Edwad said orientalism


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Edwad said orientalism

  2. 2. In the introduction of Edward Said‟s book of Orientalism, Saidtakes the initiative by describingOrient in order to expose the vital common Western misconception about the East. The termorient is a western invention. He says that this misconception dwells in the Western mind in sucha way as if it were irrelevant that the Orient itself was actually sociologically affected. Said usesthe phrase “Other” to describe the Western fascination with theOrient” as one can only find anidea of themselves through a contrast with an “Other.” This is a fitting comparison to Said‟stopic,considering the emphasis he puts on “the Orient‟s special place in the Westernexperience.”Said suggests that the Orient does not mean the same to American as it doesto the Europeancountries, which fits logically into the equation. This makes historical sense,since the Orient wasadjacent to Europe‟s earliest civilizations and the cultural exchangehas always existed.Said analyses orientalism in terms of academic interprettation. Herefers it to the field of work ofanyone who teaches, writes about, or researches theOrient. This definition is generally tooindistinct as compared to the introductorydesignation. Although it incorporates the multiplediscourses of knowledge, it fails todistinguish the Orient as existing comparatively instead of justbeing the subject ofexamination.The second definition draws attention to this distinction and clarifiesOrientalism, while alsoextending its breadth to all that is not considered west; TheMiddle East, India, Russia.Said then proposes a third definition of Orientalism, using an analysissubstantially moreapplicable in the historical context. Orientalism as the corporateinstitution for dealing with theOrient, as the Western authority has done. He professes tobe motivated here by Foucault‟s notionof a discourse. Michel Foucault‟s theories thathave come to bear on this discussion are his ideasof the critical relationship under whichthe ontology of subject and object come to be known andhow these associations maycome to constitute knowledge. According to Foucault, the problem isnot isolating anyempirical conditions that may bring about this subjectivity, but to determinewhat thesubject is and to what conditions it is subject. Said‟s application of this theory fitshisthird definition well, and provides a strong platform for the rest of his argument. TheOrienthas, for much of history, been the active object to the European missionary and scientistpositions.He then lists his findings about the recent history of the Orient‟s relationship withthe West. Saidsuggests that the balance of power from Franco-British involvement to alargely Americaninvolvement has not had so great an effect Orientalism as would beexpected. This is because theOrient is not nearly as sterile as effective Westerndomination would bring about; it is a thrivingentity just like those cultures that havepower over it. Additionally, his observations make sensein the scope of colonialism,since certain sections of the Orient have been excluded from thewhole at certain times; The Middle East or India.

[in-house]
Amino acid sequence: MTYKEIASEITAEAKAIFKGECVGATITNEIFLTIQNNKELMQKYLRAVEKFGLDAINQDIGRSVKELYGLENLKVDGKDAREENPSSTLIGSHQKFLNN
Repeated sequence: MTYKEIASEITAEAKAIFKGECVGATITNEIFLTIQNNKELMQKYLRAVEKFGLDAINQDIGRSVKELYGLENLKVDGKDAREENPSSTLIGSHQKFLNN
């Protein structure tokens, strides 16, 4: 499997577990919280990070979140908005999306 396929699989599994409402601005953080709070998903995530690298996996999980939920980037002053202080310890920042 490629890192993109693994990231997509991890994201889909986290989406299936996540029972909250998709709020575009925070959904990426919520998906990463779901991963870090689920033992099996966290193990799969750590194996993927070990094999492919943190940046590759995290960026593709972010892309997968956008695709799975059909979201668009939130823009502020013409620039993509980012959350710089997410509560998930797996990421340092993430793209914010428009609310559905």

3. 3. In his qualifications for interpreting Orientalism, Said includes several points ofinterest andclarification. He agrees with Disraeli, in saying that the East is more than justan idea with nocorresponding reality. In fact, this is concurrent with the fact that manyWestern scholars havededicated their entire lives to studying the Orient.Secondly, Saidreinforces that it is irresponsible to discount the control that the West exercisedover thesesocieties. The study of Orientalism could not exist had the East not been the victimofWestern power and domination.Said differentiates between the types of society and how cultural influenceis derived. He citesAntonio Gramsci as distinguishing between civil and political society,and the differentconfigurations and responsibilities therein. According to Gramsci, apolitical society is one inwhich the citizen is directly dominated and imposed on by thestate, who create and maintain thesocial institutions. Civil society, however, is made upof citizens voluntarily affiliatingthemselves with certain social responsibilities. Onlyunder this type of society does the derivationof cultural enterprise instantiate itself.Gramsci‟s main argument as that in any form of societythat is not totalitarian, certaintypes of culture will thrive. It is this societal happening that he callshegemony, whichSaid explains is the phenomenon that necessitates interest in cultural„otherness‟ such asOrientalism.After listing the three aspects of his contemporary reality, Said discusses andattempts to addressthree realities that would bring the puzzle of Orientalism closer to asolution.In differentiating between pure and political knowledge, he mentions thedifficulty ofdistrusting political knowledge in the realm of a subject that is sointerconnected with politics andinternational awareness. It seems to come through in thewriting that Said is finding it hard toaddress a problem that is so deeply involved inimperialism, yet not trustworthy of politicalknowledge. This sharp paradoxproblematizes his attempt to understand Orientalism in it‟shistorical situation.The second step is the proposition of his methodological devices, which are inanswer to theevident absence of the “problematic” in this study.Said uses these devicesto examine theauthority that is descriptive of the West‟s relationship with the Orient. Thefirst device isstrategic location, which describes an author‟s position in his study withregard to the Orient.Every person who writes about the Orient must associate themselves with either the Orient or theWest (Their strategic location), therefore adding certainconnotations and themes to theirinterpretations.Strategic formation, the second device,incorporates the study of the Orient and the way inwhich different intellectualstandpoints gain acceptance and credibility. Just as everyone must be